North Shore Music Theatre Faces Closure

A half-century old theater still recovering from a devastating fire three years ago announced Monday that without increased ticket sales and donations it may shut its doors.

Officials at the Beverly, Mass.-based North Shore Music Theatre said the theater has been hit with lower-than-expected philanthropic support and slow ticket sales from its current production of “Disney High School Musical 2.” The theater is also trying to reduce its debt from the 2005 fire that ruined its auditorium.

Carol LaRosa, the theater’s manager of public relations, said the nonprofit organization also on Monday announced layoffs of 57 employees

LaRosa said the theater needs around $500,000 to stay open until late spring but will also need another $4 million to open for next season. If ticket sales don’t increase for the current performance, which ends Jan. 11, the theater will cease all performances and educational programing, she said. This year, the theater trimmed $1 million in expenses.

The announcement comes after the theater this holiday season opted out of producing its traditional performance of “A Christmas Carol” for the more lucrative “Disney High School Musical 2.” But as of Dec. 29 ticket sales for the musical were at 13,000 — a fourth of what theater officials had sought, said LaRosa. She said, however, that the theater did not suffer by not producing “A Christmas Carol” since ticket sales were on par with those from last year.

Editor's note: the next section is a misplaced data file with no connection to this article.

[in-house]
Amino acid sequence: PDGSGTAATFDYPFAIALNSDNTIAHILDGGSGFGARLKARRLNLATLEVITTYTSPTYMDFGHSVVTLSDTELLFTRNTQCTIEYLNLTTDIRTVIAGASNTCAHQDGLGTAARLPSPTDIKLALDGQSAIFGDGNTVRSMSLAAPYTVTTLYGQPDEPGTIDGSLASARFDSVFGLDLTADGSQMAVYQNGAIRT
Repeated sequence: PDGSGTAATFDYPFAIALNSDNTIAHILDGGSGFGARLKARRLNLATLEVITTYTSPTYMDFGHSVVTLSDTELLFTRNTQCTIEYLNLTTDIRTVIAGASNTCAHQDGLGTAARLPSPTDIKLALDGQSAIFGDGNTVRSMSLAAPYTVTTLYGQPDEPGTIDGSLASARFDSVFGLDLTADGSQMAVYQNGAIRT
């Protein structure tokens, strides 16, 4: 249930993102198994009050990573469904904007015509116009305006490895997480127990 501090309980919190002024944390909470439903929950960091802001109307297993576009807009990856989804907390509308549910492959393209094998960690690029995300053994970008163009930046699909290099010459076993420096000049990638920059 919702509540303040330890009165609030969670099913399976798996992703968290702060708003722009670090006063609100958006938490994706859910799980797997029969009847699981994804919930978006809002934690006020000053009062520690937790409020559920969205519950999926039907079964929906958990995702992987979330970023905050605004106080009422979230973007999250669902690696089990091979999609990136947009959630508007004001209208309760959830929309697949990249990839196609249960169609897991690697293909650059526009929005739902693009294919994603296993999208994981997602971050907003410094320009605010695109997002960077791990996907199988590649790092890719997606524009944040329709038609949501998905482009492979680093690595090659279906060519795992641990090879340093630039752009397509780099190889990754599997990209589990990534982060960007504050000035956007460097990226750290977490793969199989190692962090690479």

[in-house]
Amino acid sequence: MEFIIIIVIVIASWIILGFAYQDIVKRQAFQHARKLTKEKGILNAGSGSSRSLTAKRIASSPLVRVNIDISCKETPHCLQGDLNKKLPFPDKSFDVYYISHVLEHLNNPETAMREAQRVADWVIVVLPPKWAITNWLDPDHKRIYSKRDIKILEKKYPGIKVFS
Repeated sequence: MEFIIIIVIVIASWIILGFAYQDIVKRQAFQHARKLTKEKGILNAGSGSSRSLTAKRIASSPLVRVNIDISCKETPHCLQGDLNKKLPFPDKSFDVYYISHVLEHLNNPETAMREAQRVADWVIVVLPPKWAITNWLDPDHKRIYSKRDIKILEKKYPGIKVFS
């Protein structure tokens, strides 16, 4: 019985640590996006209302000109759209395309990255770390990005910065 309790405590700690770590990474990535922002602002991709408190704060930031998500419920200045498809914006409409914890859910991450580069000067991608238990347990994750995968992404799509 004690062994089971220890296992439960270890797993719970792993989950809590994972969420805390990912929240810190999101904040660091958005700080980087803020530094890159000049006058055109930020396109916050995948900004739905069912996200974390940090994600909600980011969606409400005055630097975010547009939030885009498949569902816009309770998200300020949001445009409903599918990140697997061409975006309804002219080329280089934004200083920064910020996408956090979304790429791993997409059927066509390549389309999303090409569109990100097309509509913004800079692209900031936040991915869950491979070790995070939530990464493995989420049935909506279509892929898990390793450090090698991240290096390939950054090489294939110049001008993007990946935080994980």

David Fellows, chairman of the North Shore Music Theatre board, said the theater was already in the mist of changing its business model and cutting costs.

“We had been making solid progress on all fronts, however, with the economic situation so dire, we’ve run out of time,” Fellows said in a statement.

The North Shore Music Theatre’s musicals, concerts and educational programming attract more than 300,000 annually, according to its Web site.